The Impact of Posterior Wear on Reverse Shoulder Glenoid Fixation

Bull Hosp Jt Dis (2013). 2015 Dec;73 Suppl 1:S15-20.


Introduction: Achieving glenoid fixation with posterior bone loss can be challenging. The purpose of this study was to quantify the impact of two different sizes of posterior glenoid defects (10° and 20°) on reverse shoulder arthroplasty (rTSA) glenoid baseplate fixation and determine if utilizing different sizes of posterior augmented baseplates (8° and 16°) with off-axis reaming provides comparable fixation to using a standard baseplate with different amounts of eccentric reaming.

Methods: We quantified the impact of 10° and 20° posterior glenoid defects on rTSA baseplate fixation in composite scapulae using the ASTM F2028-14 rTSA glenoid loosening test method. Forty-two total implants (N = 7 for each size defect and for each type of baseplate) were tested at 750 N for 10,000 cycles. Baseplate displacement was measured before and after cyclic loading in the superior-inferior and anterior-posterior directions. Statistical analysis was performed with a two-tailed unpaired Student's t-test (significance defined as p < 0.05) to compare prosthesis displacements relative to each scapula (10° and 20° posterior defects for each type of baseplate versus the non-defect control) before and after cyclic loading.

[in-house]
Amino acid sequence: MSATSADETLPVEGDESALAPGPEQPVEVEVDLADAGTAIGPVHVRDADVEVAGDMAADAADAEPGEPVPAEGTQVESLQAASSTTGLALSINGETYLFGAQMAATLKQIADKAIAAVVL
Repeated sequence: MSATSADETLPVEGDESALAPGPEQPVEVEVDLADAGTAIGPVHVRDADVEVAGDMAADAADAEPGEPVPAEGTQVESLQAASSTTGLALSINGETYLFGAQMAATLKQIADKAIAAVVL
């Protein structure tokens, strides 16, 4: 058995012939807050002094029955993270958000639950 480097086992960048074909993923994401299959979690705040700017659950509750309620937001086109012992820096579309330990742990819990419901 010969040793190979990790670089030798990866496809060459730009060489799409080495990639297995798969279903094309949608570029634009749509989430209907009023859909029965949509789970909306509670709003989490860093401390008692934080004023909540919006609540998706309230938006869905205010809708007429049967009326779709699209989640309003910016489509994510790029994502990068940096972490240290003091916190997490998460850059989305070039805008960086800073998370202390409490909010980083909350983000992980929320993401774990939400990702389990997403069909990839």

Results: All glenoid baseplates remained well-fixed after cyclic loading in composite scapulae without a defect and in scapulae with posterior defects. Increased pre- and post-cyclic displacement was observed with increased posterior defect size and differences in displacement were observed between standard and augmented baseplates. Augmented baseplates were observed to remove significantly less bone than standard baseplates when correcting posterior defects, regardless of size.

Discussion: Both standard baseplates with eccentric reaming and two different sizes of augmented baseplates with off-axis reaming successfully maintained fixation following cyclic loading in composite scapula with corrected 10° and 20° posterior glenoid defects. Augmented glenoids may be more advantageous long-term from a fixation perspective as they preserve more subchondral glenoid bone due to the minimal reaming occurring by the off-axis method. Mid and long-term clinical follow-up comparisons of outcomes are necessary between these two techniques.

Publication types

  • Comparative Study

MeSH terms

  • Arthroplasty, Replacement / adverse effects
  • Arthroplasty, Replacement / instrumentation*
  • Biomechanical Phenomena
  • Glenoid Cavity / physiopathology
  • Glenoid Cavity / surgery*
  • Humans
  • Joint Prosthesis*
  • Materials Testing
  • Prosthesis Design
  • Prosthesis Failure
  • Shoulder Joint / physiopathology
  • Shoulder Joint / surgery*
  • Stress, Mechanical